Water…be happy the natural way
February 20, 2012 Leave a comment
Although drinking water is not known to directly cause positive moods, even mild levels of dehydration can hinder your emotional state, according to Mayo Clinic psychiatrist Dr. Daniel K. Hall-Flavin. If you consistently are dehydrated and prone to low moods, such as sadness or anxiety, increasing your water intake might help minimize your mood problems. If your mood challenges derive from an illness, such as major depression, an anxiety disorder or hypothyroidism, drinking more water might help prevent the worsening of your symptoms; seeking proper treatment for the underlying condition, however, is important.
In a study published in the “Journal of Psychophysiology” in 2000, eight healthy, endurance-trained men were kept under- or over-hydrated while exercising on a treadmill for 90 minutes. Researchers then analyzed the mens’ memory skills, levels of fatigue and moods and found that dehydration impaired all of these functions. These findings indicate that short-term, relatively mild dehydration can immediately detract from an active person’s moods.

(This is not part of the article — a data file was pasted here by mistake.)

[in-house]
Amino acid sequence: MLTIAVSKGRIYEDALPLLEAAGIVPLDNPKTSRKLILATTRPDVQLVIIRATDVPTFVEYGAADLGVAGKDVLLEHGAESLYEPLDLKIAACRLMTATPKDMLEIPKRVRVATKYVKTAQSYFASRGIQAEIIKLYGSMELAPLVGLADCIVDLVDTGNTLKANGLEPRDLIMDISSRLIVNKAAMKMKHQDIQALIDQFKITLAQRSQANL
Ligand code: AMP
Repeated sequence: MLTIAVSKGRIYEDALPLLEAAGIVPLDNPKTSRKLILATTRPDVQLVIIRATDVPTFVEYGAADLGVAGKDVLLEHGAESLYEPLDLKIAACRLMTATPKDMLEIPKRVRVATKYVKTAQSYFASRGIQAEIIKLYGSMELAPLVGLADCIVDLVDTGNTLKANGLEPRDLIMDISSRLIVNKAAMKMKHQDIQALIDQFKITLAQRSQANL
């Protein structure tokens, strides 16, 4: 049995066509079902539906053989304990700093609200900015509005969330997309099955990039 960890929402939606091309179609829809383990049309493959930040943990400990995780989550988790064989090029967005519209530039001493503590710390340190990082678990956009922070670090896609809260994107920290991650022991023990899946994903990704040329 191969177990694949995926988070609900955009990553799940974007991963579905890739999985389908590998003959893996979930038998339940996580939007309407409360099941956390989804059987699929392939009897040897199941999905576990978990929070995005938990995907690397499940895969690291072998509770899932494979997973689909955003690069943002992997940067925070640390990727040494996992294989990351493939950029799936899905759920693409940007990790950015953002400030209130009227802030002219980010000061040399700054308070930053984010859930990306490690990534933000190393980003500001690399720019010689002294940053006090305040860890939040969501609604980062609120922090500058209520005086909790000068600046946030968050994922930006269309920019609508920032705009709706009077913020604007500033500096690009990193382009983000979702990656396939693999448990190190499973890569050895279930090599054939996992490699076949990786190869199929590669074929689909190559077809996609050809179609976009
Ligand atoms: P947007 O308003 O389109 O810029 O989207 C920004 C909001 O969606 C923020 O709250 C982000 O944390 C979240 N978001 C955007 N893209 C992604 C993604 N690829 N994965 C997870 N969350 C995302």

If you have a condition associated with dehydration, staying on top of your fluid needs might help manage your emotional and physical symptoms. One of the most common triggers, according to the European Hydration Institute, is an infection that causes diarrhea. When faced with infectious diarrhea, you can lose a significant amount of water, or up to one liter per hour, with each bowel movement. Vomiting, which might accompany food poisoning, flu viruses and pregnancy, also can cause excessive fluid loss. Older adults and children are more susceptible to dehydration because of their lower body weights, higher turnover of water and bodily chemicals called electrolytes and sensitivity to illnesses and infections. Sweat from vigorous exercise or spending time in hot weather also can contribute.
If you are prone to negative moods or mood swings, discuss your symptoms with a qualified health care professional to determine whether an illness is at play. Although people’s specific hydration needs vary, doctors generally recommend drinking eight or nine cups per day, according to MayoClinic.com. If you consume other hydrating foods and beverages, such as fresh fruits and vegetables, soups, low-fat milk or herbal tea, you might not require as much plain water. If you eat primarily low-fluid foods, such as breads, potato chips and pretzels, you might require more. If you experience thirst or your urine appears bright yellow, you might lack water. Keep water nearby for convenience, particularly during and following exercise and heat exposure. If water tastes “boring” to you, add a splash of fruit juice.
information from lancearmstrong.com